Merril went on to advocate such a broadening of definition polemically in her essay "What Do You Mean: Science? Fiction?" (1966), which does not use the term "hard science fiction" but might be identified retrospectively as the point at which the potential range of reference of the term "science fiction" was so comprehensively widened that it became necessary for an extra term to be added whenever subsequent essayists wanted to speak about the narrower field to which the label had been assumed by most would-be definers to apply. "Hard science fiction" was not the only term which came to be used in this way. The first edition of The Encyclopedia of Science Fiction (1979) edited by Peter Nicholls subsumes discussion of that term under the heading "hardcore sf", which Nicholls then considered to be synonymous with it.
Nicholls alleges in the 1979 article that "hardcore sf" has "two parallel meanings [which are] not quite identical: first, hardcore sf is the kind of sf which repeats the themes and usually the style of genre sf written during the so-called Golden Age of SF; second, it is sf that deals with the so-called 'hard' sciences."4 The revised version of this article in the 1993 edition of the encyclopedia, however, is titled "hard sf", the meaning of which term is held merely to "overlap" that of "hardcore sf." Nicholls here restricts the first of his two meanings to "hardcore sf" and quotes a definition of hard sf borrowed from Allen Steele: "Hard sf is the form of imaginative literature that uses either established or carefully extrapolated science as its backbone."5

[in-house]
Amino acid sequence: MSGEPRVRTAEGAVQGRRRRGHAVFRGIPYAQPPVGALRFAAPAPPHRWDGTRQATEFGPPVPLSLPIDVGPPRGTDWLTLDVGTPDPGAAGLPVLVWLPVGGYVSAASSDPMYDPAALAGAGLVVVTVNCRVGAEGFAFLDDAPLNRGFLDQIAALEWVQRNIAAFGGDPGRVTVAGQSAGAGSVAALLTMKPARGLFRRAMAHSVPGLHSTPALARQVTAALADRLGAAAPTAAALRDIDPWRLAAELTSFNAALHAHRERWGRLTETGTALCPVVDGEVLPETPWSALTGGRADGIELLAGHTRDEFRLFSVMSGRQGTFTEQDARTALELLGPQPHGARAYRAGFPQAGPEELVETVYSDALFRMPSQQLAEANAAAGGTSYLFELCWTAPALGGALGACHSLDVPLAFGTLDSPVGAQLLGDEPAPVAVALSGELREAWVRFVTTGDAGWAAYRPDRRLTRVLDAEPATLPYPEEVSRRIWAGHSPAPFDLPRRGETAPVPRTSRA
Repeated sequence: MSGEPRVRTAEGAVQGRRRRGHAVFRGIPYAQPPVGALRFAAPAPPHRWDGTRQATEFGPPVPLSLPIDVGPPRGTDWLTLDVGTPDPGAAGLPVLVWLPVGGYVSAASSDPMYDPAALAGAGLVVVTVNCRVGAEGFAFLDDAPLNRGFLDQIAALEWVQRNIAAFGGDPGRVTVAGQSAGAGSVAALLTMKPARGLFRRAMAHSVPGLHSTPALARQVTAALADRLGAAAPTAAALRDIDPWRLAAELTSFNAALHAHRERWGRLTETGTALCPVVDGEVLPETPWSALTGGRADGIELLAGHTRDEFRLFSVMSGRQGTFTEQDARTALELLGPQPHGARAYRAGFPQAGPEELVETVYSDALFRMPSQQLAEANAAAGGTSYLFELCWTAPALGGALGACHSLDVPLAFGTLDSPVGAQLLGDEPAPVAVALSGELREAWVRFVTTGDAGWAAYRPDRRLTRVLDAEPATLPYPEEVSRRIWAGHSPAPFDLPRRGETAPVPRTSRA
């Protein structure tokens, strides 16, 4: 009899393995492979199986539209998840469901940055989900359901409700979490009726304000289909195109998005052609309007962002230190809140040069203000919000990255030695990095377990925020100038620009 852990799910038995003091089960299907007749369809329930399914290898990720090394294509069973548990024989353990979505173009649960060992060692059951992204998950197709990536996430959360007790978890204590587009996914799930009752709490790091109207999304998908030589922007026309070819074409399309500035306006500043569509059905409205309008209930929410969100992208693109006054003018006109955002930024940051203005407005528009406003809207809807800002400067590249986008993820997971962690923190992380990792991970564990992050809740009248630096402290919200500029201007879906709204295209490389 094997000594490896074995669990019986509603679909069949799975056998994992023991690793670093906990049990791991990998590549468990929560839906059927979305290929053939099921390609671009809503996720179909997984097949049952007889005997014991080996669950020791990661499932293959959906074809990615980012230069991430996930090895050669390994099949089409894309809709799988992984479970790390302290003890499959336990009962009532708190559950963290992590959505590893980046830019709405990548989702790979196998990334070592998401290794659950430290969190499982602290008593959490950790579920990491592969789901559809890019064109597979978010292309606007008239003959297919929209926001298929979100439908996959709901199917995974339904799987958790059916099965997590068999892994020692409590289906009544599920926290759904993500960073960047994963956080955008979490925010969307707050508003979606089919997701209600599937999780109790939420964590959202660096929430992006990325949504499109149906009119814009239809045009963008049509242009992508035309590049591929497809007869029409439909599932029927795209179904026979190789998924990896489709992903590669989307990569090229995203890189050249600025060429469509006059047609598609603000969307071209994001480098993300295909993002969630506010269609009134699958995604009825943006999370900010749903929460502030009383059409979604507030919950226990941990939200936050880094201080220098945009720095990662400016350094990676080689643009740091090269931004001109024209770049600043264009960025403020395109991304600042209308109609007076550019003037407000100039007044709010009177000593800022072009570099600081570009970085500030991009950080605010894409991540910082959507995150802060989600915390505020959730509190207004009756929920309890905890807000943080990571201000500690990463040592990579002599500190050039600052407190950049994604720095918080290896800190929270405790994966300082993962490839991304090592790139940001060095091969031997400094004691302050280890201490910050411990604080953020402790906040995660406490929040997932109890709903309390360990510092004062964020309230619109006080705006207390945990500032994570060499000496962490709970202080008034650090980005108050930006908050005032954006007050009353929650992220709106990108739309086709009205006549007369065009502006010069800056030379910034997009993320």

The term "hardcore sf" had earlier been used in two of the essays in Reginald Bretnor's critical anthology Science Fiction: Today and Tomorrow (1974). Thomas N. Scortia claims that "the closely reasoned technological story has come to be known as a 'hard-core science fiction story'," citing Asimov and Heinlein as the "leading adepts" of this kind of fiction;6 Bretnor subsequently uses the term en passant. Three other essays in the book, by Hal Clement, Anne McCaffrey, and Jack Williamson, use the term "hard science fiction," all of which references are subsumed under "'hard-core' science fiction" in the index; this may be why Nicholls did the same in the 1979 edition of the encyclopedia.